Respondent maintains that it has paid approximately USD 1030 per month for the hosting of Complainant’s website and that Complainant has refused to reimburse Respondent for monies paid by Respondent for the maintenance and hosting of the website at the disputed domain names.

Respondent contends that the Parties’ dispute is not suitable for resolution through a UDRP proceeding as the dispute between the Parties concerns past work and the payment due to Respondent as a result of that past work. According to Respondent, communications between the Parties show that there is an ongoing dispute regarding the disputed domain names, the software available on the disputed domain names, and the monies owed to Respondent for the maintenance of the disputed domain names and the hosting of Complainant’s website. Respondent contends that there has been no bad faith on its part and that the only bad faith has been Complainant’s attempt to side-step its debt obligations and attempt to use the UDRP process as a vehicle to do so.

C. Complainant’s Supplemental Declaration

In a supplemental declaration filed by Complainant’s former Chief Executive Officer Mr. R. Chalawsky, Mr. Chalawsky declares that (i) he purchased the disputed domain names on behalf of Complainant during the course of his employment with Complainant, (ii) that the disputed domain names were paid for through Complainant’s credit card or bank account, (iii) he makes no claims to the disputed domain names, and (iv) all rights in the disputed domain names belong to Complainant.

7. Discussion and Findings

Under paragraph 4(a) of the Policy, to succeed Complainant must satisfy the Panel that:

(i) the disputed domain names are identical or confusingly similar to a trademark or service mark in which Complainant has rights;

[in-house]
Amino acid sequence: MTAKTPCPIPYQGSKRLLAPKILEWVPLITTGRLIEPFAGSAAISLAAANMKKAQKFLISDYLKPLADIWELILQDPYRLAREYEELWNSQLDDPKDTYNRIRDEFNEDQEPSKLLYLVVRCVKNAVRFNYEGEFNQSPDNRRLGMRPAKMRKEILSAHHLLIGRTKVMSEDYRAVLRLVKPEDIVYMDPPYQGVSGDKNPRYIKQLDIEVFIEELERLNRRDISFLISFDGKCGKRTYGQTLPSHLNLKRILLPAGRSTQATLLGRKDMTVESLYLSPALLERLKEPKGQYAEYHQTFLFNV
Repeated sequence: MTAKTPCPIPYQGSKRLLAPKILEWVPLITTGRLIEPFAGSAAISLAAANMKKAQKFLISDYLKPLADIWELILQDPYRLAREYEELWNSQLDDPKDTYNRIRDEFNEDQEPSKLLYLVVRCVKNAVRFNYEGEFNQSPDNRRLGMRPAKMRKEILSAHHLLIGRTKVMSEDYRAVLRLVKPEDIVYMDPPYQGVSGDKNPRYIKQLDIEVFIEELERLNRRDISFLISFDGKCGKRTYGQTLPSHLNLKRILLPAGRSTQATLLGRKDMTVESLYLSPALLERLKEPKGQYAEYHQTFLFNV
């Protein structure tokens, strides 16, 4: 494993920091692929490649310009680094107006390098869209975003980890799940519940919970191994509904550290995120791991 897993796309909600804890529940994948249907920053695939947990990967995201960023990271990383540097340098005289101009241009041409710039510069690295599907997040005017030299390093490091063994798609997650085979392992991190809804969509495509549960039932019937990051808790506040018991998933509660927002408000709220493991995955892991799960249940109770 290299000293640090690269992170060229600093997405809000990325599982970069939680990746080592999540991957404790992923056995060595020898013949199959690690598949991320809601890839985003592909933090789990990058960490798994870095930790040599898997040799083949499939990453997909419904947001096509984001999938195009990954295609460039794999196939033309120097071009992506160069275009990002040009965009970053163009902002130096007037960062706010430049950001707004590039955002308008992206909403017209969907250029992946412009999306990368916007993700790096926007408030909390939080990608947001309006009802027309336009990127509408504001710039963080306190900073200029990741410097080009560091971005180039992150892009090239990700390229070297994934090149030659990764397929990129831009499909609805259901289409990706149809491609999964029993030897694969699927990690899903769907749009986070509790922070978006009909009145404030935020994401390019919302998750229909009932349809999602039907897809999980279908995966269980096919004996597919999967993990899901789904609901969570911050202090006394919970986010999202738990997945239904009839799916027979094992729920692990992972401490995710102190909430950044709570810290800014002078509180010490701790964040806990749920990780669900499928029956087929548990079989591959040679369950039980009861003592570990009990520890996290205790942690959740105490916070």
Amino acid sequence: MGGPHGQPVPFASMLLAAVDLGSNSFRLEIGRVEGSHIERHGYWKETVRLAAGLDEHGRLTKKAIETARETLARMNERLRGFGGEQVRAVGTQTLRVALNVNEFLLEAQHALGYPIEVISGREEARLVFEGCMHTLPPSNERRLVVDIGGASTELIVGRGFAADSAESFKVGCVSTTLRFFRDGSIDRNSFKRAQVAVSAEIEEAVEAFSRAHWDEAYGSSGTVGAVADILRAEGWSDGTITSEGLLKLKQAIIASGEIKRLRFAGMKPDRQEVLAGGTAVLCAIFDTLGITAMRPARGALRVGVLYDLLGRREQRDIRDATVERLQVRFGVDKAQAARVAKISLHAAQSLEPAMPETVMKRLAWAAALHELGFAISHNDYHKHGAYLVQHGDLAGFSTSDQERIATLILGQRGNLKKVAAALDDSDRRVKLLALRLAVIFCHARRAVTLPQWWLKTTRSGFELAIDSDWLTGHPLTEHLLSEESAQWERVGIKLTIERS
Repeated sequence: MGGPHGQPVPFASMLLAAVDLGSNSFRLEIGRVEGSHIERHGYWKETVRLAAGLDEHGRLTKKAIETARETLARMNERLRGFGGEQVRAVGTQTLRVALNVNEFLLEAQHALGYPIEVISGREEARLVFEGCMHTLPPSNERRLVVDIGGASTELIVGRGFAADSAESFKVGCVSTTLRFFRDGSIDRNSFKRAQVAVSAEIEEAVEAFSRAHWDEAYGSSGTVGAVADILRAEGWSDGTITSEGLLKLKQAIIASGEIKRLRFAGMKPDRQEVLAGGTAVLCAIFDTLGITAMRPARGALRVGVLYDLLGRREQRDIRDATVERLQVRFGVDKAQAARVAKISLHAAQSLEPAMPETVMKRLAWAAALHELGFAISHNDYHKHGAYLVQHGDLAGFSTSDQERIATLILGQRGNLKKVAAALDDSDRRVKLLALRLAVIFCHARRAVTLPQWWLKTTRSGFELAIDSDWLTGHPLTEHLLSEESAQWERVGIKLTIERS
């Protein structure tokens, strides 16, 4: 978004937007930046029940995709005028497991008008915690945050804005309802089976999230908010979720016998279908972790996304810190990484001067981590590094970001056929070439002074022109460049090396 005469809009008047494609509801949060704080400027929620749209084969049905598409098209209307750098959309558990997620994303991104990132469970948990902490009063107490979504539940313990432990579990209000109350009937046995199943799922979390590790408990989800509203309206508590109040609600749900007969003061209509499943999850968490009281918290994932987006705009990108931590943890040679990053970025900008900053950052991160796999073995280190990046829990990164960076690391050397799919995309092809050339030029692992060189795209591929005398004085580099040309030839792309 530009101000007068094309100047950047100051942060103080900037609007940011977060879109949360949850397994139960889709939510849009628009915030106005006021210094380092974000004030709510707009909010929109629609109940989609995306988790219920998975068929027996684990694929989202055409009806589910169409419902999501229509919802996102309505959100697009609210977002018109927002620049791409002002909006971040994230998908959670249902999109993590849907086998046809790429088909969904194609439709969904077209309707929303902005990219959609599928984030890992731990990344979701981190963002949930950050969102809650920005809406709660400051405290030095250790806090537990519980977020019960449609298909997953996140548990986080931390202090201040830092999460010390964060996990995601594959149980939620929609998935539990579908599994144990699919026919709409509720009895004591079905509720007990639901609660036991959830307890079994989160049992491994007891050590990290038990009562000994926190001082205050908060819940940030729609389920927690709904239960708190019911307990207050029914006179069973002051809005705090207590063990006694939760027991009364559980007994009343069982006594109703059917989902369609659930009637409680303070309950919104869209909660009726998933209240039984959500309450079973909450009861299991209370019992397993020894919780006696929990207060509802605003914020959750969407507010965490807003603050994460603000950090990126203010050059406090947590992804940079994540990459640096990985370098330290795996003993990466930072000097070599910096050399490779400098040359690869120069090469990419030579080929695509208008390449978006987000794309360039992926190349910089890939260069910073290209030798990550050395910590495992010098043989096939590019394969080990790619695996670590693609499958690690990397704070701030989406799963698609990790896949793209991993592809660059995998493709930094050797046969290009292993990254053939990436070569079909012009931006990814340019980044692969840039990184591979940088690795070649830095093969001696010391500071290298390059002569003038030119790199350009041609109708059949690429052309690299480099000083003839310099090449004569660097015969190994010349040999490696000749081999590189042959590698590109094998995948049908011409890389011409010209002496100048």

(ii) Respondent has no rights or legitimate interests in respect of the disputed domain names; and

(iii) the disputed domain names have been registered and are being used in bad faith.

A. Identical or Confusingly Similar

Ownership of a trademark registration is generally sufficient evidence that a complainant has the requisite rights in a mark for purposes of paragraph 4(a)(i) of the Policy. See section 1.2.1 of the WIPO Overview of WIPO Panel Views on Selected UDRP Questions, Third Edition (“WIPO Overview 3.0”). Complainant has provided evidence that it owns a trademark registration for the PITCHTIME mark in connection with its services. Respondent does not contest that Complainant has rights in the PITCHTIME mark.

With Complainant’s rights in the PITCHTIME mark established, the remaining question under the first element of the Policy is whether the disputed domain names (typically disregarding generic or country code Top-Level Domain extensions such as, by way of example, “.com”, “.net”, and “.co”) is identical or confusingly similar with Complainant’s mark. See B & H Foto & Electronics Corp. v. Domains by Proxy, Inc. / Joseph Gross, WIPO Case No. D2010-0842. The threshold for satisfying this first element is low and generally panels have found that fully incorporating the identical mark in a disputed domain name is sufficient to meet the threshold.

In the instant proceeding, the disputed domain names are identical or confusingly similar to Complainant’s PITCHTIME mark as they each incorproate the PITCHTIME mark in its entirety. Respondent does not contest otherwise. The Panel therefore finds that Complainant has satisfied the requirements of paragraph 4(a)(i) of the Policy in establishing its rights in Complainant’s PITCHTIME mark and in showing that the disputed domain names are identical or confusingly similar to that trademark.

B. Rights or Legitimate Interests

Under paragraph 4(a)(ii) of the Policy, the complainant must make at least a prima facie showing that the respondent possesses no rights or legitimate interests in a disputed domain name. Malayan Banking Berhad v. Beauty, Success & Truth International, WIPO Case No. D2008-1393. Once the complainant makes such a prima facie showing, the burden of production shifts to the respondent, though the burden of proof always remains on the complainant. If the respondent fails to come forward with evidence showing rights or legitimate interests, the complainant will have sustained its burden under the second element of the UDRP.